This week was one of the few weeks that I actually enjoyed the readings. Of course, I am only referring to the chapters that were read in the Great Gatsby and not the sections that were assigned for reading in As I Lay Dying. There are many reasons why I have still yet to become interested in Faulkner’s novel. Out of all the books that I have read, which is not saying much by the way, As I Lay Dying has been the most difficult novel to comprehend. I am not just talking about comprehending the deeper meanings that language arts teacher’s praise Faulkner for, I am referring to the fact that for a decent amount of the time, I hardly understand what exactly happened plot wise over a chapter that I just read. Fortunately, I am not the only one that seems to be having trouble with As I Lay Dying.
However, the chapters assigned for the Great Gatsby this week were surprisingly interesting, but I guess that is expected when the plot finally reaches the climax. After reading our last assigned chapter last week, I realized how clever Fitzgerald really is. And I am not even referring to the homework assignment where we were required to write down why Fitzgerald could be seen as a psychic. Which by the way, I do not believe that anyone in our class would have ever been able to made the connection between Nick’s birthday, the Roaring Twenties, the Great Depression, and the 1930’s. No offense, but I am actually surprising that Glen discovered this parallel; I guess when one read’s the same novel repetitively one begins to discover hidden meanings and metaphors.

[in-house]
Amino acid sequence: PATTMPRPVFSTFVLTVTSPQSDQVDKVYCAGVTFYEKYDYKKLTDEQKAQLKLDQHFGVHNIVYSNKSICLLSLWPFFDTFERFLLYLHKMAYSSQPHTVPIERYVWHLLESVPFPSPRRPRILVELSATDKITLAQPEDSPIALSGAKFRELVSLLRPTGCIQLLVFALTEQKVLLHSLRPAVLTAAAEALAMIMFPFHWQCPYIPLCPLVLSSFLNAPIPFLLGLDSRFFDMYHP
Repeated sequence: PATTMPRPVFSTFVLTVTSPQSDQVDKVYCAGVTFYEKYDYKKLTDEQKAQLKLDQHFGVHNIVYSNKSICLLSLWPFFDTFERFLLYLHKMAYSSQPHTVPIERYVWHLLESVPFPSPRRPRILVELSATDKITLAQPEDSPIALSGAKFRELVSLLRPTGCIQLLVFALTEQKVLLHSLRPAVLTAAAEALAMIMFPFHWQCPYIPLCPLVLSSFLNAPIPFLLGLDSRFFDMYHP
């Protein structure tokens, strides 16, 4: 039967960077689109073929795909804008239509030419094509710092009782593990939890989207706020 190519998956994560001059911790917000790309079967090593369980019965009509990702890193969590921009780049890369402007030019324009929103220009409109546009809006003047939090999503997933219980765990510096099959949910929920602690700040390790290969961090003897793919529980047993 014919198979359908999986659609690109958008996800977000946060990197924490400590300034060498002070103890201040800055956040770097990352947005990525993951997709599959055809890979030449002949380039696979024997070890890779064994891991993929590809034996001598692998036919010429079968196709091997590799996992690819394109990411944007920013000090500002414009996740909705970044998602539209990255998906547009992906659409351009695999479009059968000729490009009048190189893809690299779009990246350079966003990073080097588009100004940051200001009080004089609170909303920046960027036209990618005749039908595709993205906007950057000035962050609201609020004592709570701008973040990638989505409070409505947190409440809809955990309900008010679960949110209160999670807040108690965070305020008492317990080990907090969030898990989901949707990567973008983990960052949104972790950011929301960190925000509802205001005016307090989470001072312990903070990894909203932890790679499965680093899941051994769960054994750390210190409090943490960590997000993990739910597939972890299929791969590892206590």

I now realized that I have begun to digress from my original point in the last paragraph which was that I finally enjoyed some of the chapters that were assigned in last week’s reading. So as I was saying earlier, I have begun to appreciate Fitzgerald’s clever love triangle that he has created in the Great Gatsby. There has always been something interesting about love triangles; that has to be one reason why Jerry Springer is still on television, right? Anyways, I just thought it was interesting how Daisy used to love Gatsby, but then switched back to Tom, but she never really liked him in the first place, and Tom had an affair with Myrtle, who was killed by a car driven by Tom’s wife, but Myrtle’s husband was told by Tom that Gatsby had driven the car, so George Wilson ended up killing Gatsby and himself. Honestly, I knew from the beginning of Michaelis and George Wilson’s talk that Gatsby was going to be wrongly murdered by George Wilson.
The only detail that I disliked in the last chapter that everyone read in the Great Gatsby was the way Fitzgerald described the ending. It just felt like, to me anyways, that there was some ambiguity as to what exactly happened. Fitzgerald doesn’t flat out tell you that Gatsby died and Wilson committed suicide; if it weren’t for Fitzgerald’s reference to the event being a holocaust, I would have probably not have been able to figure out who all exactly died.